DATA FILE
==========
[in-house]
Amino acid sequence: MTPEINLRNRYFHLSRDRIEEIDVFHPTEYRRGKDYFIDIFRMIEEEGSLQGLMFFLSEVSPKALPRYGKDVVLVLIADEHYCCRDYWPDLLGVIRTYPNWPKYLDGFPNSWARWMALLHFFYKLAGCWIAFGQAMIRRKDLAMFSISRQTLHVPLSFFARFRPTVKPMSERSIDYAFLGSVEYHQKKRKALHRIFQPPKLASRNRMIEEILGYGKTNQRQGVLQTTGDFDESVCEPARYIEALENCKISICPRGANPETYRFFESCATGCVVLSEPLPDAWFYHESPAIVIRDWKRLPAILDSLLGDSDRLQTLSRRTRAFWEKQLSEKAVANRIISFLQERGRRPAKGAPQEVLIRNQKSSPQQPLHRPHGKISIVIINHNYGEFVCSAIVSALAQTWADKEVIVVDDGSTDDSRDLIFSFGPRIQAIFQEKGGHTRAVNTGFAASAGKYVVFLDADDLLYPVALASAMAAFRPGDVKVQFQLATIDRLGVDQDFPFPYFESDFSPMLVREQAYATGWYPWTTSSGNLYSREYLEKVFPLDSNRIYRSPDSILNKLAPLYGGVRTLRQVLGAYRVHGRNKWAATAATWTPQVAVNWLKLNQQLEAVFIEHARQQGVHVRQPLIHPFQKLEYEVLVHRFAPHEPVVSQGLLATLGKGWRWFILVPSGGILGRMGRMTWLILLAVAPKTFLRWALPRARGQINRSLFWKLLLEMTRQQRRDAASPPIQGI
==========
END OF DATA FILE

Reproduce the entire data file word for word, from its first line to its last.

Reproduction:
[in-house]
Amino acid sequence: MTPEINLRNRYFHLSRDRIEEIDVFHPTEYRRGKDYFIDIFRMIEEEGSLQGLMFFLSEVSPKALPRYGKDVVLVLIADEHYCCRDYWPDLLGVIRTYPNWPKYLDGFPNSWARWMALLHFFYKLAGCWIAFGQAMIRRKDLAMFSISRQTLHVPLSFFARFRPTVKPMSERSIDYAFLGSVEYHQKKRKALHRIFQPPKLASRNRMIEEILGYGKTNQRQGVLQTTGDFDESVCEPARYIEALENCKISICPRGANPETYRFFESCATGCVVLSEPLPDAWFYHESPAIVIRDWKRLPAILDSLLGDSDRLQTLSRRTRAFWEKQLSEKAVANRIISFLQERGRRPAKGAPQEVLIRNQKSSPQQPLHRPHGKISIVIINHNYGEFVCSAIVSALAQTWADKEVIVVDDGSTDDSRDLIFSFGPRIQAIFQEKGGHTRAVNTGFAASAGKYVVFLDADDLLYPVALASAMAAFRPGDVKVQFQLATIDRLGVDQDFPFPYFESDFSPMLVREQAYATGWYPWTTSSGNLYSREYLEKVFPLDSNRIYRSPDSILNKLAPLYGGVRTLRQVLGAYRVHGRNKWAATAATWTPQVAVNWLKLNQQLEAVFIEHARQQGVHVRQPLIHPFQKLEYEVLVHRFAPHEPVVSQGLLATLGKGWRWFILVPSGGILGRMGRMTWLILLAVAPKTFLRWALPRARGQINRSLFWKLLLEMTRQQRRDAASPPIQGI